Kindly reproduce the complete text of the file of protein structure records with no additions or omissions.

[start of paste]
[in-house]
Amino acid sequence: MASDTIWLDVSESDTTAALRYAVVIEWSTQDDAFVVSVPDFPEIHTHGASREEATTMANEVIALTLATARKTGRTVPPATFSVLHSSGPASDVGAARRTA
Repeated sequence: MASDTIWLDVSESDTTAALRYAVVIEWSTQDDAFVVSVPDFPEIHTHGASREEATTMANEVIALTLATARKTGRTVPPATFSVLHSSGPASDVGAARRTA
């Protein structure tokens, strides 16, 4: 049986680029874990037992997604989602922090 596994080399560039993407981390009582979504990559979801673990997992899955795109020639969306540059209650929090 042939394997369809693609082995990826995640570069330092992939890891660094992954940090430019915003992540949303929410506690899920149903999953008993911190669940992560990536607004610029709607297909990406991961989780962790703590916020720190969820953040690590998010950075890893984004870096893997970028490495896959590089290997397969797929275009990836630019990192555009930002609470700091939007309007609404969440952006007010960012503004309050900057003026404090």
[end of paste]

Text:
[in-house]
Amino acid sequence: MASDTIWLDVSESDTTAALRYAVVIEWSTQDDAFVVSVPDFPEIHTHGASREEATTMANEVIALTLATARKTGRTVPPATFSVLHSSGPASDVGAARRTA
Repeated sequence: MASDTIWLDVSESDTTAALRYAVVIEWSTQDDAFVVSVPDFPEIHTHGASREEATTMANEVIALTLATARKTGRTVPPATFSVLHSSGPASDVGAARRTA
């Protein structure tokens, strides 16, 4: 049986680029874990037992997604989602922090 596994080399560039993407981390009582979504990559979801673990997992899955795109020639969306540059209650929090 042939394997369809693609082995990826995640570069330092992939890891660094992954940090430019915003992540949303929410506690899920149903999953008993911190669940992560990536607004610029709607297909990406991961989780962790703590916020720190969820953040690590998010950075890893984004870096893997970028490495896959590089290997397969797929275009990836630019990192555009930002609470700091939007309007609404969440952006007010960012503004309050900057003026404090």